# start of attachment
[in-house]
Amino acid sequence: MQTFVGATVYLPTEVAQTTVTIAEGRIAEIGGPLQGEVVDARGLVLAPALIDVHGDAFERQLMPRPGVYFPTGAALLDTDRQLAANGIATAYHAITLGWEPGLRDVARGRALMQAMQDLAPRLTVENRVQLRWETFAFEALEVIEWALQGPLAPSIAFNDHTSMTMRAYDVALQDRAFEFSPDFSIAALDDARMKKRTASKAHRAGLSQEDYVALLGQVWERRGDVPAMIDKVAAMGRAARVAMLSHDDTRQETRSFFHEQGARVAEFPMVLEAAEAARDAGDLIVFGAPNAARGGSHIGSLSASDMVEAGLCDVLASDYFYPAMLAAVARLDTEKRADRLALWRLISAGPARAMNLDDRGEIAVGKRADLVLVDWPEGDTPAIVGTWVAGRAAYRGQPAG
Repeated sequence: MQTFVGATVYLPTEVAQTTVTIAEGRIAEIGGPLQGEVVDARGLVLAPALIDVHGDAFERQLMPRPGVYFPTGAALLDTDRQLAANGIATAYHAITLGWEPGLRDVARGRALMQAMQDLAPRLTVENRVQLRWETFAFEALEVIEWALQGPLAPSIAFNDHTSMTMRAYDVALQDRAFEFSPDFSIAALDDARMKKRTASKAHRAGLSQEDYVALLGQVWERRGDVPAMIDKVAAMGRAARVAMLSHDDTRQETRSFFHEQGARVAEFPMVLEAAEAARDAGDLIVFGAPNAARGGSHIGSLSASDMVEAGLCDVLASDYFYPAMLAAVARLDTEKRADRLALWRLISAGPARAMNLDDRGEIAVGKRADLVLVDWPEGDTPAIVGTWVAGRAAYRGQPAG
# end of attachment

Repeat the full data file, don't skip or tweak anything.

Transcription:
[in-house]
Amino acid sequence: MQTFVGATVYLPTEVAQTTVTIAEGRIAEIGGPLQGEVVDARGLVLAPALIDVHGDAFERQLMPRPGVYFPTGAALLDTDRQLAANGIATAYHAITLGWEPGLRDVARGRALMQAMQDLAPRLTVENRVQLRWETFAFEALEVIEWALQGPLAPSIAFNDHTSMTMRAYDVALQDRAFEFSPDFSIAALDDARMKKRTASKAHRAGLSQEDYVALLGQVWERRGDVPAMIDKVAAMGRAARVAMLSHDDTRQETRSFFHEQGARVAEFPMVLEAAEAARDAGDLIVFGAPNAARGGSHIGSLSASDMVEAGLCDVLASDYFYPAMLAAVARLDTEKRADRLALWRLISAGPARAMNLDDRGEIAVGKRADLVLVDWPEGDTPAIVGTWVAGRAAYRGQPAG
Repeated sequence: MQTFVGATVYLPTEVAQTTVTIAEGRIAEIGGPLQGEVVDARGLVLAPALIDVHGDAFERQLMPRPGVYFPTGAALLDTDRQLAANGIATAYHAITLGWEPGLRDVARGRALMQAMQDLAPRLTVENRVQLRWETFAFEALEVIEWALQGPLAPSIAFNDHTSMTMRAYDVALQDRAFEFSPDFSIAALDDARMKKRTASKAHRAGLSQEDYVALLGQVWERRGDVPAMIDKVAAMGRAARVAMLSHDDTRQETRSFFHEQGARVAEFPMVLEAAEAARDAGDLIVFGAPNAARGGSHIGSLSASDMVEAGLCDVLASDYFYPAMLAAVARLDTEKRADRLALWRLISAGPARAMNLDDRGEIAVGKRADLVLVDWPEGDTPAIVGTWVAGRAAYRGQPAG